aeronautical light beacon is a visual NAVAID displaying flashes of white
and/or colored light to indicate the location of an airport, a heliport, a
landmark, a certain point of a Federal airway in mountainous terrain, or
an obstruction. The light used may be a rotating beacon or one or more
flashing lights. The flashing lights may be supplemented by steady burning
lights of lesser intensity.
b. The color
or color combination displayed by a particular beacon and/or its auxiliary
lights tell whether the beacon is indicating a landing place, landmark,
point of the Federal airways, or an obstruction. Coded flashes of the
auxiliary lights, if employed, further identify the beacon site.
2-2-2. Code Beacons
and Course Lights
a. Code Beacons.
The code beacon, which can be seen from all directions, is used to
identify airports and landmarks. The code beacon flashes the three or four
character airport identifier in International Morse Code six to eight
times per minute. Green flashes are displayed for land airports while
yellow flashes indicate water airports.
Lights. The course light, which can be seen clearly from only one
direction, is used only with rotating beacons of the Federal Airway
System: two course lights, back to back, direct coded flashing beams of
light in either direction along the course of airway.
Airway beacons are remnants of the “lighted” airways which antedated the
present electronically equipped federal airways system. Only a few of
these beacons exist today to mark airway segments in remote mountain
areas. Flashes in Morse code identify the beacon site.
2-2-3. Obstruction Lights
Obstructions are marked/lighted to warn airmen of their presence during
daytime and nighttime conditions. They may be marked/lighted in any of the
1. Aviation Red
Obstruction Lights. Flashing aviation red beacons (20 to 40
flashes per minute) and steady burning aviation red lights during
nighttime operation. Aviation orange and white paint is used for daytime
Intensity Flashing White Obstruction Lights. Medium intensity
flashing white obstruction lights may be used during daytime and twilight
with automatically selected reduced intensity for nighttime operation.
When this system is used on structures 500 feet (153m) AGL or less in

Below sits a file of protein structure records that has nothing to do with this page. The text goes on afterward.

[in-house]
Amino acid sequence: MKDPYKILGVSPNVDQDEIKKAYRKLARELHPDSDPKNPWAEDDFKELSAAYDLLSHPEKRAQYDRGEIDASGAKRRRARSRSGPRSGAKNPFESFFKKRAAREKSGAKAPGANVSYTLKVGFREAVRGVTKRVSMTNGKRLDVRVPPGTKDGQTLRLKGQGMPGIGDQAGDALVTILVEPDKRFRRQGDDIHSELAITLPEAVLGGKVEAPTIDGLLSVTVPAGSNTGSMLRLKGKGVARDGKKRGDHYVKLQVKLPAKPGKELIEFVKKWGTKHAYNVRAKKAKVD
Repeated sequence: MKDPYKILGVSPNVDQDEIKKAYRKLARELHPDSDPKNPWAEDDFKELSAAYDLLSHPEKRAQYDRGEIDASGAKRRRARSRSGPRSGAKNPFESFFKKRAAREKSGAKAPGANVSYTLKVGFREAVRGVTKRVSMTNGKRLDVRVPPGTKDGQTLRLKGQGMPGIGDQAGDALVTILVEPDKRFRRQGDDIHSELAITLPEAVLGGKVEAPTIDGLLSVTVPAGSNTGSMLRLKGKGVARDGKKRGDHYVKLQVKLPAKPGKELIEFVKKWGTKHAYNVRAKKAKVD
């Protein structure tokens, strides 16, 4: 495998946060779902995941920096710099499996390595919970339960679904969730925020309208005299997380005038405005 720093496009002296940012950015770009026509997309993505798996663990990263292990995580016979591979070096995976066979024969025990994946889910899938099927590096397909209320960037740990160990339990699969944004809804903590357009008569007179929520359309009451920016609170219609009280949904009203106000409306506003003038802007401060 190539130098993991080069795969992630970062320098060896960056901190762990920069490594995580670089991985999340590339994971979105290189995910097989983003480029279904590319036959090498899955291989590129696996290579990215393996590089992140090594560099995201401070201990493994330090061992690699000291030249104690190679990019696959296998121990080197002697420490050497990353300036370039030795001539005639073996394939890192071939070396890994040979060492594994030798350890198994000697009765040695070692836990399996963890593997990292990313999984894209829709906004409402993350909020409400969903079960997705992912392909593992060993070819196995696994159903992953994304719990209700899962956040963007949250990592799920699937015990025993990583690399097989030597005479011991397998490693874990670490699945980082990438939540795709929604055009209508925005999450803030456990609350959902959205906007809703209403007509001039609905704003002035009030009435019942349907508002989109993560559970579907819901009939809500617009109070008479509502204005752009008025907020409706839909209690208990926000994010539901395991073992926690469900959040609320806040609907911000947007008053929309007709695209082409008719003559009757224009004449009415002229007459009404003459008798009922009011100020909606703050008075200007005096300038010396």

height, other methods of marking and lighting the structure may be
omitted. Aviation orange and white paint is always required for daytime
marking on structures exceeding 500 feet (153m) AGL. This system is not
normally installed on structures less than 200 feet (61m) AGL.
Intensity White Obstruction Lights. Flashing high intensity
white lights during daytime with reduced intensity for twilight and
nighttime operation. When this type system is used, the marking of
structures with red obstruction lights and aviation orange and white paint
may be omitted.
Lighting. A combination of flashing aviation red beacons and
steady burning aviation red lights for nighttime operation and flashing
high intensity white lights for daytime operation. Aviation orange and
white paint may be omitted.
Lighting. Lighted markers are available for increased night
conspicuity of high-voltage (69KV or higher) transmission line catenary
wires. Lighted markers provide conspicuity both day and night.
intensity omnidirectional flashing white lighting system provides
conspicuity both day and night on catenary support structures. The unique
sequential/simultaneous flashing light system alerts pilots of the
associated catenary wires.
intensity flashing white lights are being used to identify some supporting
structures of overhead transmission lines located across rivers, chasms,
gorges, etc. These lights flash in a middle, top, lower light sequence at
approximately 60 flashes per minute. The top light is normally installed
near the top of the supporting structure, while the lower light indicates
the approximate lower portion of the wire span. The lights are beamed
towards the companion structure and identify the area of the wire span.
d. High intensity flashing white lights are also
employed to identify tall structures, such as chimneys and towers, as
obstructions to air navigation. The lights provide a 360 degree coverage
about the structure at 40 flashes per minute and consist of from one to
seven levels of lights depending upon the height of the structure. Where
more than one level is used the vertical banks flash simultaneously